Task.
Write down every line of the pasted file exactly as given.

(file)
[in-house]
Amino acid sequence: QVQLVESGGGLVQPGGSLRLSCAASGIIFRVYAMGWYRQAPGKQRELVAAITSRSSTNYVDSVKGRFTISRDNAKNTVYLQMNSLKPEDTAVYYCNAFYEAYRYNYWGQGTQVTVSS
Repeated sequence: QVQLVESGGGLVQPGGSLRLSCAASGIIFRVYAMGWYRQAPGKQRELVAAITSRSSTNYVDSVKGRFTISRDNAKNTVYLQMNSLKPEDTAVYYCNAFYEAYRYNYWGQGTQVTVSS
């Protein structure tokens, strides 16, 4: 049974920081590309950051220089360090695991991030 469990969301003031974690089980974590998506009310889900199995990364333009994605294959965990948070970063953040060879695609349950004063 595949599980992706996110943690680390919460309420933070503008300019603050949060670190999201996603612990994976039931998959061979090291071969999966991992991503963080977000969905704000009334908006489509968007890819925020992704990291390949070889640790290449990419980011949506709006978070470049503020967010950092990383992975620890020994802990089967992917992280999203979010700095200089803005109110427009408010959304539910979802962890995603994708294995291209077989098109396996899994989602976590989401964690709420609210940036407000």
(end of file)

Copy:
[in-house]
Amino acid sequence: QVQLVESGGGLVQPGGSLRLSCAASGIIFRVYAMGWYRQAPGKQRELVAAITSRSSTNYVDSVKGRFTISRDNAKNTVYLQMNSLKPEDTAVYYCNAFYEAYRYNYWGQGTQVTVSS
Repeated sequence: QVQLVESGGGLVQPGGSLRLSCAASGIIFRVYAMGWYRQAPGKQRELVAAITSRSSTNYVDSVKGRFTISRDNAKNTVYLQMNSLKPEDTAVYYCNAFYEAYRYNYWGQGTQVTVSS
């Protein structure tokens, strides 16, 4: 049974920081590309950051220089360090695991991030 469990969301003031974690089980974590998506009310889900199995990364333009994605294959965990948070970063953040060879695609349950004063 595949599980992706996110943690680390919460309420933070503008300019603050949060670190999201996603612990994976039931998959061979090291071969999966991992991503963080977000969905704000009334908006489509968007890819925020992704990291390949070889640790290449990419980011949506709006978070470049503020967010950092990383992975620890020994802990089967992917992280999203979010700095200089803005109110427009408010959304539910979802962890995603994708294995291209077989098109396996899994989602976590989401964690709420609210940036407000």